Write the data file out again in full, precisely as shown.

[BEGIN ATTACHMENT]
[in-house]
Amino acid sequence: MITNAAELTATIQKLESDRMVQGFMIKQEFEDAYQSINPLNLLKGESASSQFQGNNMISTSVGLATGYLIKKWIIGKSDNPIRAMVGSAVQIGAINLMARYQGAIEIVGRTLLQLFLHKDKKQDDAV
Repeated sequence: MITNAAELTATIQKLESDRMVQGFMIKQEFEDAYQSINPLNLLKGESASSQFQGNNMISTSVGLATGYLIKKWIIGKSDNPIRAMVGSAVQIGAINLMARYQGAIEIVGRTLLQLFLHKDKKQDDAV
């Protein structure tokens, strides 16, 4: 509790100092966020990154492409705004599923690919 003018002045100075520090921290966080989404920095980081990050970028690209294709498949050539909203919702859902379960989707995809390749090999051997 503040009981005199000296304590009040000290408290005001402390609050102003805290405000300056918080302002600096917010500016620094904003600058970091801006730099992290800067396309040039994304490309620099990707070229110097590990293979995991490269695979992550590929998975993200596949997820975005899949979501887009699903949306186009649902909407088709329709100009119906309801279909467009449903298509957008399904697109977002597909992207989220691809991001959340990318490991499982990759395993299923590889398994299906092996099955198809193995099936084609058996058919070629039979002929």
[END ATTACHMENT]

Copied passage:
[in-house]
Amino acid sequence: MITNAAELTATIQKLESDRMVQGFMIKQEFEDAYQSINPLNLLKGESASSQFQGNNMISTSVGLATGYLIKKWIIGKSDNPIRAMVGSAVQIGAINLMARYQGAIEIVGRTLLQLFLHKDKKQDDAV
Repeated sequence: MITNAAELTATIQKLESDRMVQGFMIKQEFEDAYQSINPLNLLKGESASSQFQGNNMISTSVGLATGYLIKKWIIGKSDNPIRAMVGSAVQIGAINLMARYQGAIEIVGRTLLQLFLHKDKKQDDAV
């Protein structure tokens, strides 16, 4: 509790100092966020990154492409705004599923690919 003018002045100075520090921290966080989404920095980081990050970028690209294709498949050539909203919702859902379960989707995809390749090999051997 503040009981005199000296304590009040000290408290005001402390609050102003805290405000300056918080302002600096917010500016620094904003600058970091801006730099992290800067396309040039994304490309620099990707070229110097590990293979995991490269695979992550590929998975993200596949997820975005899949979501887009699903949306186009649902909407088709329709100009119906309801279909467009449903298509957008399904697109977002597909992207989220691809991001959340990318490991499982990759395993299923590889398994299906092996099955198809193995099936084609058996058919070629039979002929």